Good presentation skills are essential in today's workplace. Even those workers who aren't required to make presentations regularly as part of their job may be expected to present information occasionally at meetings. Public speaking, even in a business setting among coworkers you see every day, can be stressful for many people. The three skills listed below can help you present well during any type of business presentation:
COMMUNICATING WITH THE AUDIENCE
The first step in your business presentation should be to form your message to meet the needs and expectations of your audience. Ask yourself what the purpose of your presentation is and what your audience is supposed to gain from it. Write this into a timed script and ask yourself if it's something that you would find appropriate if you were an audience member hearing it from someone else. Check to make sure the information you need to convey is logical and complete, yet also interesting to hear.
Tone is one of the most important presentation skills. Make sure your prepared script is natural-sounding and isn't pompous or insulting to anyone in any way. Practice your script a few times a day and then make simple bullet points of key words from the script on an index card. You can then begin practicing your presentation using the bullet points to prompt you if you get stuck. Having the card beside you on the actual presentation day can be a real confidence booster.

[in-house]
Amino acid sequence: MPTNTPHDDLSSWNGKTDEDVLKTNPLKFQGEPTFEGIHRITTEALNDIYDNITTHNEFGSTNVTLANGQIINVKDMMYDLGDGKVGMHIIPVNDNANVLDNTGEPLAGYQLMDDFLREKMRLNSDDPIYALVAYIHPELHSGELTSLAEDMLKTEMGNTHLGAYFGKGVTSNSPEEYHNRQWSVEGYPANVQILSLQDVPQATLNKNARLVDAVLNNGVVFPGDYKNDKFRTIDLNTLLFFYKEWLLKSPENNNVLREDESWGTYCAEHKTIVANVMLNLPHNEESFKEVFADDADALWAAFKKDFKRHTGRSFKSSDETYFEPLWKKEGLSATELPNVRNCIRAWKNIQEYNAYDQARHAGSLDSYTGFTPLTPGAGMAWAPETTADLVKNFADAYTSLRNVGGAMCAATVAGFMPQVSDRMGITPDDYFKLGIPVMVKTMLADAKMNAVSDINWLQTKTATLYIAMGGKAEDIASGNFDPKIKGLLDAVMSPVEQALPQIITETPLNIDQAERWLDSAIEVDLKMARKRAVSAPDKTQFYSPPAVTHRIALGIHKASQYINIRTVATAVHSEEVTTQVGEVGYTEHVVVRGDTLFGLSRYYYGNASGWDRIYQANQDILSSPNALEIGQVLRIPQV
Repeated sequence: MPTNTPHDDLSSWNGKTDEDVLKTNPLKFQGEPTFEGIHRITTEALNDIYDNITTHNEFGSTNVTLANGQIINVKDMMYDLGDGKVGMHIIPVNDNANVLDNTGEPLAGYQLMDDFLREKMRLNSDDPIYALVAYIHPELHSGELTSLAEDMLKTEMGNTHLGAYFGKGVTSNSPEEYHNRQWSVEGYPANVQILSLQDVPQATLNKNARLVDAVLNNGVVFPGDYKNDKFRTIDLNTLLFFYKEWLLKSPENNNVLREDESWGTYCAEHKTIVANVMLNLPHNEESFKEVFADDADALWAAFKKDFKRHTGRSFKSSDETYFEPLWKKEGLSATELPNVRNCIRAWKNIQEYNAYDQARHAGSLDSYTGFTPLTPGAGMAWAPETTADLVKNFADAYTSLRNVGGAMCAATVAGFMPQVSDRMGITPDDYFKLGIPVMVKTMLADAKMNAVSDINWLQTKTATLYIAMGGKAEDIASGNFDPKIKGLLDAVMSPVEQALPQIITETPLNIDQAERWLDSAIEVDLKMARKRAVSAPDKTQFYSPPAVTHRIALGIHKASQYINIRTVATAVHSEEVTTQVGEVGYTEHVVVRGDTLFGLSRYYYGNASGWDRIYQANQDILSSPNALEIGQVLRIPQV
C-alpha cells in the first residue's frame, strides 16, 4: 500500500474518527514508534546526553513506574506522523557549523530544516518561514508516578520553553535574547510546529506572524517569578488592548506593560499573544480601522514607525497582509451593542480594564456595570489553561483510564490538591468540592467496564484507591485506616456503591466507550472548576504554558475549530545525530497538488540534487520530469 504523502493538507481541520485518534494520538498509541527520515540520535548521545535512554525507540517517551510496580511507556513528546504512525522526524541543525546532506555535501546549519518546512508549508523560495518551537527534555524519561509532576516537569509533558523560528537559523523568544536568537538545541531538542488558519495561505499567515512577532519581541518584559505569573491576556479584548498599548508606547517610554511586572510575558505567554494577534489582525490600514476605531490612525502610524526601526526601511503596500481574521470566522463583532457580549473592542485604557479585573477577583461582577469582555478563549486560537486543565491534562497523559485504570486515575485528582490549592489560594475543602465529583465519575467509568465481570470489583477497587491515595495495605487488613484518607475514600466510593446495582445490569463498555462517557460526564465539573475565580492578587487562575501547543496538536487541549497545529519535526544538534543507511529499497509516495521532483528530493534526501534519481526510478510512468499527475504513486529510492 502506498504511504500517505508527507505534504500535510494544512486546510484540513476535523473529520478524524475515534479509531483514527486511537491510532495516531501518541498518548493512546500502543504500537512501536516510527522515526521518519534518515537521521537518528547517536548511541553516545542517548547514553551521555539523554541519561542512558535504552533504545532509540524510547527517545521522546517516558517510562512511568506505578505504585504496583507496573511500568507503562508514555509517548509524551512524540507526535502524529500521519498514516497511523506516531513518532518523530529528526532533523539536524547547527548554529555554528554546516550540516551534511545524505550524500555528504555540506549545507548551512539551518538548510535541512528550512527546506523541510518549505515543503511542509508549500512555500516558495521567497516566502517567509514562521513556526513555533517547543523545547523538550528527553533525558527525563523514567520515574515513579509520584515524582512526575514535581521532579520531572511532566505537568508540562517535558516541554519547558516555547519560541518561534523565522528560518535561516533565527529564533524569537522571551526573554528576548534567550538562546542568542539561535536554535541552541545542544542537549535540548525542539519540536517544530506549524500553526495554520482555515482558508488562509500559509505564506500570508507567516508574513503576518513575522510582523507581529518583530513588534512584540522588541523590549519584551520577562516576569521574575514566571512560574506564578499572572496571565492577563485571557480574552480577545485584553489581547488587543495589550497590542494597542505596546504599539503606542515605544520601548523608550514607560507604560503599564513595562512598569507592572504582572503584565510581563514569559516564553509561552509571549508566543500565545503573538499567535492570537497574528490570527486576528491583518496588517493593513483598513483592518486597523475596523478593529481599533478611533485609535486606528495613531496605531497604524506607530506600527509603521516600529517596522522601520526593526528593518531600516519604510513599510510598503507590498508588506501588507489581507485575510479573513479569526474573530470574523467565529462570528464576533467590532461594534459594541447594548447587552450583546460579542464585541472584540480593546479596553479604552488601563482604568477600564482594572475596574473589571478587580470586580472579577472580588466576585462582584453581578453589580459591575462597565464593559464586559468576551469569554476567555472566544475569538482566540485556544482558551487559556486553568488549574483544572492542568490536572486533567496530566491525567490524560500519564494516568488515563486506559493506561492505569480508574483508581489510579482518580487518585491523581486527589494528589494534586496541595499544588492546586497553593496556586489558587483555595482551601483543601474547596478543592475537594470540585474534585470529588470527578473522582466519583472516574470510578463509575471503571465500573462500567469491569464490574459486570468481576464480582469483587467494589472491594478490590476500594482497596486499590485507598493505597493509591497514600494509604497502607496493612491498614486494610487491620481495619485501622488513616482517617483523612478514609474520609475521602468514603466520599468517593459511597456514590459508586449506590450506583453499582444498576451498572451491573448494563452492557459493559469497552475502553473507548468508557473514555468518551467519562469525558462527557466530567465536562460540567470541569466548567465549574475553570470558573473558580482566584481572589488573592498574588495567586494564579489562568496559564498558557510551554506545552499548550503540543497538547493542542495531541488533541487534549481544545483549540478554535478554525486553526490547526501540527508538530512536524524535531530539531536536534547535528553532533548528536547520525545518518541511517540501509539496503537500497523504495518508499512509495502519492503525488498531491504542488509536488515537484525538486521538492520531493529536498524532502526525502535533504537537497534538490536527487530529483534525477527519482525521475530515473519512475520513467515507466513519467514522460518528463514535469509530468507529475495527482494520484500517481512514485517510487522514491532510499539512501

USING PRESENTATION TOOLS EFFECTIVELY
Whether you'll be using something like PowerPoint or just large charts, these visual tools can enhance your presentation skills in several ways. They can help take some of the visual focus off of you and this can make you feel more relaxed. Visual tools can also make the contents of your presentation easier for your audience to understand. Even a handout with bullets outlining your main points can help your audience gain clarity on what you're saying. Taking cues from respected higher ups at your company about which types of presentation tools to use can also enhance your corporate professionalism.
ANTICIPATING AUDIENCE QUESTIONS
Thinking like your audience can really improve your presentation skills. Anticipate the questions the audience could ask at the end of your presentation and have good answers ready. It's also very important to prepare yourself for how you'll answer any unexpected questions by practicing how you'll respond to questions you may feel are irrelevant or impossible to answer. Again, when you attend presentations by respected higher ups in your company, take cues from them. Notice how they deal with difficult questions and apply their techniques to suit your own position and style.